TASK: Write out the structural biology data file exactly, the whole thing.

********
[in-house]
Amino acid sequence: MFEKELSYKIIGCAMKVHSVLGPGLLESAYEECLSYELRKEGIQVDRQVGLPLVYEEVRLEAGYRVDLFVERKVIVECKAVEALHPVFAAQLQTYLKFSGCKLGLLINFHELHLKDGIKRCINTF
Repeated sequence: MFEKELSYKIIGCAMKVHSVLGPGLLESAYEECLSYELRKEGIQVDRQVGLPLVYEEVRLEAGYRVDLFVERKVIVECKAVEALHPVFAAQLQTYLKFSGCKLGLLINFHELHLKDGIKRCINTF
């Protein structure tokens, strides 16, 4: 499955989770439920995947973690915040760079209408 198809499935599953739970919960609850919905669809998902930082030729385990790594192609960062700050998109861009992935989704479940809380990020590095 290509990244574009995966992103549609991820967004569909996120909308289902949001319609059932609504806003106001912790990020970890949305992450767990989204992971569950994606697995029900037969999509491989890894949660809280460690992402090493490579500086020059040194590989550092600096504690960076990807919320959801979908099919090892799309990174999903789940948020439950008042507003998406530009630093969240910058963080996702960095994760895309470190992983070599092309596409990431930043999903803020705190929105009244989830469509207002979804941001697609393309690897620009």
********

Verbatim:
[in-house]
Amino acid sequence: MFEKELSYKIIGCAMKVHSVLGPGLLESAYEECLSYELRKEGIQVDRQVGLPLVYEEVRLEAGYRVDLFVERKVIVECKAVEALHPVFAAQLQTYLKFSGCKLGLLINFHELHLKDGIKRCINTF
Repeated sequence: MFEKELSYKIIGCAMKVHSVLGPGLLESAYEECLSYELRKEGIQVDRQVGLPLVYEEVRLEAGYRVDLFVERKVIVECKAVEALHPVFAAQLQTYLKFSGCKLGLLINFHELHLKDGIKRCINTF
């Protein structure tokens, strides 16, 4: 499955989770439920995947973690915040760079209408 198809499935599953739970919960609850919905669809998902930082030729385990790594192609960062700050998109861009992935989704479940809380990020590095 290509990244574009995966992103549609991820967004569909996120909308289902949001319609059932609504806003106001912790990020970890949305992450767990989204992971569950994606697995029900037969999509491989890894949660809280460690992402090493490579500086020059040194590989550092600096504690960076990807919320959801979908099919090892799309990174999903789940948020439950008042507003998406530009630093969240910058963080996702960095994760895309470190992983070599092309596409990431930043999903803020705190929105009244989830469509207002979804941001697609393309690897620009």